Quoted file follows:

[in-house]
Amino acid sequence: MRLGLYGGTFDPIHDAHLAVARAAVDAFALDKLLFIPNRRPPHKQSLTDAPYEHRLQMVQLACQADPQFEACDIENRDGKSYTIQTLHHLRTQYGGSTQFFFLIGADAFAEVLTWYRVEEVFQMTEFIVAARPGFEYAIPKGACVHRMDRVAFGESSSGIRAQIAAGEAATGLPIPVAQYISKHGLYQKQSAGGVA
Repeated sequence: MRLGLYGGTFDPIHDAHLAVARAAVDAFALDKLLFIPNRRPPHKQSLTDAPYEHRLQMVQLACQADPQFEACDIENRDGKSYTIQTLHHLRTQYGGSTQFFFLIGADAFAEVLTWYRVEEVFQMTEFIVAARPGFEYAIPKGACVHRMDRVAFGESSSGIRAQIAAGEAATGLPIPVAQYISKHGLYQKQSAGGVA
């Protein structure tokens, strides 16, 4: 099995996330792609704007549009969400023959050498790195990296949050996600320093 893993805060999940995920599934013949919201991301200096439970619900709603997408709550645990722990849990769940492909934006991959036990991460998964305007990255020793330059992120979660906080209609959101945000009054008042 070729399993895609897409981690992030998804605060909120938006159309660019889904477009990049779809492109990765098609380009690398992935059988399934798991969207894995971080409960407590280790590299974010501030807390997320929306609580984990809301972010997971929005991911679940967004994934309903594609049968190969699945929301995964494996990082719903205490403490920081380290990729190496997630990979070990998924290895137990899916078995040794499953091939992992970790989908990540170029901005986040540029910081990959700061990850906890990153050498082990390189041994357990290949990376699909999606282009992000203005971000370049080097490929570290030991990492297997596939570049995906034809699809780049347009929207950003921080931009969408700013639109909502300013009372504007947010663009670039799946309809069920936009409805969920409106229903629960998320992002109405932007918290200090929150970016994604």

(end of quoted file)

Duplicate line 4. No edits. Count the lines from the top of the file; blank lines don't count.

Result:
């Protein structure tokens, strides 16, 4: 099995996330792609704007549009969400023959050498790195990296949050996600320093 893993805060999940995920599934013949919201991301200096439970619900709603997408709550645990722990849990769940492909934006991959036990991460998964305007990255020793330059992120979660906080209609959101945000009054008042 070729399993895609897409981690992030998804605060909120938006159309660019889904477009990049779809492109990765098609380009690398992935059988399934798991969207894995971080409960407590280790590299974010501030807390997320929306609580984990809301972010997971929005991911679940967004994934309903594609049968190969699945929301995964494996990082719903205490403490920081380290990729190496997630990979070990998924290895137990899916078995040794499953091939992992970790989908990540170029901005986040540029910081990959700061990850906890990153050498082990390189041994357990290949990376699909999606282009992000203005971000370049080097490929570290030991990492297997596939570049995906034809699809780049347009929207950003921080931009969408700013639109909502300013009372504007947010663009670039799946309809069920936009409805969920409106229903629960998320992002109405932007918290200090929150970016994604």